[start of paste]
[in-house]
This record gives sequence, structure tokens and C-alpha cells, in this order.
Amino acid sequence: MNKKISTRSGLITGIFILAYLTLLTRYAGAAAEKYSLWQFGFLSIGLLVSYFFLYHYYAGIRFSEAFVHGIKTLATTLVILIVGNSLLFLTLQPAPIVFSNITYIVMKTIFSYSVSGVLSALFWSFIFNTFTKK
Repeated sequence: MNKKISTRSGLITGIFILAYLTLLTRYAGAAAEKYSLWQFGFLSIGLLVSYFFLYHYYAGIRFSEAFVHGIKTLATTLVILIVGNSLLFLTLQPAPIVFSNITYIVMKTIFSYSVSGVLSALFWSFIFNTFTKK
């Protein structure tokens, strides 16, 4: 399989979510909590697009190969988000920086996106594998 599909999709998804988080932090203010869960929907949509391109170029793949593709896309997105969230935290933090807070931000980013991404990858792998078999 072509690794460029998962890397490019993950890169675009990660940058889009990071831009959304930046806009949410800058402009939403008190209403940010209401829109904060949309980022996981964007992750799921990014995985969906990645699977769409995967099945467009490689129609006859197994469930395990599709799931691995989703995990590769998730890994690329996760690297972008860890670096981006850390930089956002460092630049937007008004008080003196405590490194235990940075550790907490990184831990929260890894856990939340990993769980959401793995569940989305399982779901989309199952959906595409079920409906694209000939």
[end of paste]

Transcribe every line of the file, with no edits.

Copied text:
[in-house]
This record gives sequence, structure tokens and C-alpha cells, in this order.
Amino acid sequence: MNKKISTRSGLITGIFILAYLTLLTRYAGAAAEKYSLWQFGFLSIGLLVSYFFLYHYYAGIRFSEAFVHGIKTLATTLVILIVGNSLLFLTLQPAPIVFSNITYIVMKTIFSYSVSGVLSALFWSFIFNTFTKK
Repeated sequence: MNKKISTRSGLITGIFILAYLTLLTRYAGAAAEKYSLWQFGFLSIGLLVSYFFLYHYYAGIRFSEAFVHGIKTLATTLVILIVGNSLLFLTLQPAPIVFSNITYIVMKTIFSYSVSGVLSALFWSFIFNTFTKK
């Protein structure tokens, strides 16, 4: 399989979510909590697009190969988000920086996106594998 599909999709998804988080932090203010869960929907949509391109170029793949593709896309997105969230935290933090807070931000980013991404990858792998078999 072509690794460029998962890397490019993950890169675009990660940058889009990071831009959304930046806009949410800058402009939403008190209403940010209401829109904060949309980022996981964007992750799921990014995985969906990645699977769409995967099945467009490689129609006859197994469930395990599709799931691995989703995990590769998730890994690329996760690297972008860890670096981006850390930089956002460092630049937007008004008080003196405590490194235990940075550790907490990184831990929260890894856990939340990993769980959401793995569940989305399982779901989309199952959906595409079920409906694209000939």